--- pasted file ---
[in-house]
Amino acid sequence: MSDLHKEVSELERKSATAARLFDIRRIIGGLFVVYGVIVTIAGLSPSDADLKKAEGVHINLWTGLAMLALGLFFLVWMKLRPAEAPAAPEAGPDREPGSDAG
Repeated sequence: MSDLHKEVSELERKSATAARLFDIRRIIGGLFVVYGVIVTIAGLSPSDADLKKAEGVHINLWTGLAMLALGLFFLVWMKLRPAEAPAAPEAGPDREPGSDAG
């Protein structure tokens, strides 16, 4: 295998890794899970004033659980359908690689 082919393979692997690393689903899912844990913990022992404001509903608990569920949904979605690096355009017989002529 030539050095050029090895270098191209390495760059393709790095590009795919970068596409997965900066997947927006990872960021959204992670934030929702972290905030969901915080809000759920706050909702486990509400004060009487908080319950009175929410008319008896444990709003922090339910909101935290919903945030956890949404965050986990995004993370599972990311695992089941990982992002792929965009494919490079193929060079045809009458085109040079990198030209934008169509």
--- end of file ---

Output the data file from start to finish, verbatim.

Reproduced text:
[in-house]
Amino acid sequence: MSDLHKEVSELERKSATAARLFDIRRIIGGLFVVYGVIVTIAGLSPSDADLKKAEGVHINLWTGLAMLALGLFFLVWMKLRPAEAPAAPEAGPDREPGSDAG
Repeated sequence: MSDLHKEVSELERKSATAARLFDIRRIIGGLFVVYGVIVTIAGLSPSDADLKKAEGVHINLWTGLAMLALGLFFLVWMKLRPAEAPAAPEAGPDREPGSDAG
């Protein structure tokens, strides 16, 4: 295998890794899970004033659980359908690689 082919393979692997690393689903899912844990913990022992404001509903608990569920949904979605690096355009017989002529 030539050095050029090895270098191209390495760059393709790095590009795919970068596409997965900066997947927006990872960021959204992670934030929702972290905030969901915080809000759920706050909702486990509400004060009487908080319950009175929410008319008896444990709003922090339910909101935290919903945030956890949404965050986990995004993370599972990311695992089941990982992002792929965009494919490079193929060079045809009458085109040079990198030209934008169509």